I am trying to setup the ms-sql server in my linux by following the documentation https://learn.microsoft.com/pl-pl/sql/linux/quickstart-install-connect-ubuntu?view=sql-server-2017

The SQL server status is Active (Running).

I am getting the following error while executing the command

sqlcmd -S localhost -U SA -P '<YourPassword>'


Sqlcmd: Error: Microsoft ODBC Driver 17 for SQL Server : TCP Provider: Error code 0x2746. Sqlcmd: Error: Microsoft ODBC Driver 17 for SQL Server : Client unable to establish connection.

I also tried by giving the command

sqlcmd -S -U SA -P '<YourPassword>' 

But the same error is displayed. When I tried the wrong password it also displays the same error.

  • From SSMS, this manifests as an error 10054, which is of course 0x2746 in decimal. Thanks for posting this question... you've helped a ton of people. Dec 11, 2019 at 22:51
  • This answer simplifies what you need to do: stackoverflow.com/a/61111267/9535070 Apr 8, 2020 at 22:55

21 Answers 21


[UPDATE 17.03.2020: Microsoft has released SQL Server 2019 CU3 with an Ubuntu 18.04 repository. See: https://techcommunity.microsoft.com/t5/sql-server/sql-server-2019-now-available-on-ubuntu-18-04-supported-on-sles/ba-p/1232210 . I hope this is now fully compatible without any ssl problems. Haven't tested it jet.]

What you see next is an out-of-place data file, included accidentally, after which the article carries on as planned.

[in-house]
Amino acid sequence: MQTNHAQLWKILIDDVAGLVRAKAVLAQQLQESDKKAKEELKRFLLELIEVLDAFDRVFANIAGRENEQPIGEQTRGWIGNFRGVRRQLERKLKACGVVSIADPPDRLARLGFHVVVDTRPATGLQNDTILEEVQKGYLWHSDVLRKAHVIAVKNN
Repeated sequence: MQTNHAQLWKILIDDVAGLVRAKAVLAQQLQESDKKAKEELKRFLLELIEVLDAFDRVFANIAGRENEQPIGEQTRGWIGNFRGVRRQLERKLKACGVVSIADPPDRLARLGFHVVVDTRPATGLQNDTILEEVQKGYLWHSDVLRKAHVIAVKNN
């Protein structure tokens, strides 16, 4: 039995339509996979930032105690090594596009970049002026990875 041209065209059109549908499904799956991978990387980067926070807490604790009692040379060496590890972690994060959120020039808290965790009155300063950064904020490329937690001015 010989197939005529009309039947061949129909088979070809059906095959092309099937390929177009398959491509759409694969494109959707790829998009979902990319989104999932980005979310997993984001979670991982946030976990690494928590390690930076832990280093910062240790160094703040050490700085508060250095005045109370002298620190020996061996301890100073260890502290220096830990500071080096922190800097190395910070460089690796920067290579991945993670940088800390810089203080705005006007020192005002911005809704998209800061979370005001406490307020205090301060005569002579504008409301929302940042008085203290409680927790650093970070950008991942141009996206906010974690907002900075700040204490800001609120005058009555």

Reverting to 14.0.3192.2-2 helps.

But it's possible to solve the problem also using the method indicated by Ola774, not only in case of upgrade from Ubuntu 16.04 to 18.04, but on every installation of SQL Server 2017 on Ubuntu 18.04.

It seems that Microsoft now in cu16 messed up with their own patch for the ssl-version problems applied in cu10 (https://techcommunity.microsoft.com/t5/SQL-Server/Installing-SQL-Server-2017-for-Linux-on-Ubuntu-18-04-LTS/ba-p/385983). But linking the ssl 1.0.0 libraries works.

So just do the following:

  1. Stop SQL Server

    sudo systemctl stop mssql-server 
  2. Open the editor for the service configuration by

    sudo systemctl edit mssql-server 

This will create an override for the original service config. It's correct that the override-file, or, more exactly "drop-in-file", is empty when used the first time.

  1. In the editor, add the following lines to the file and save it:

  2. Create symbolic links to OpenSSL 1.0 for SQL Server to use:

    sudo ln -s /usr/lib/x86_64-linux-gnu/libssl.so.1.0.0 /opt/mssql/lib/libssl.so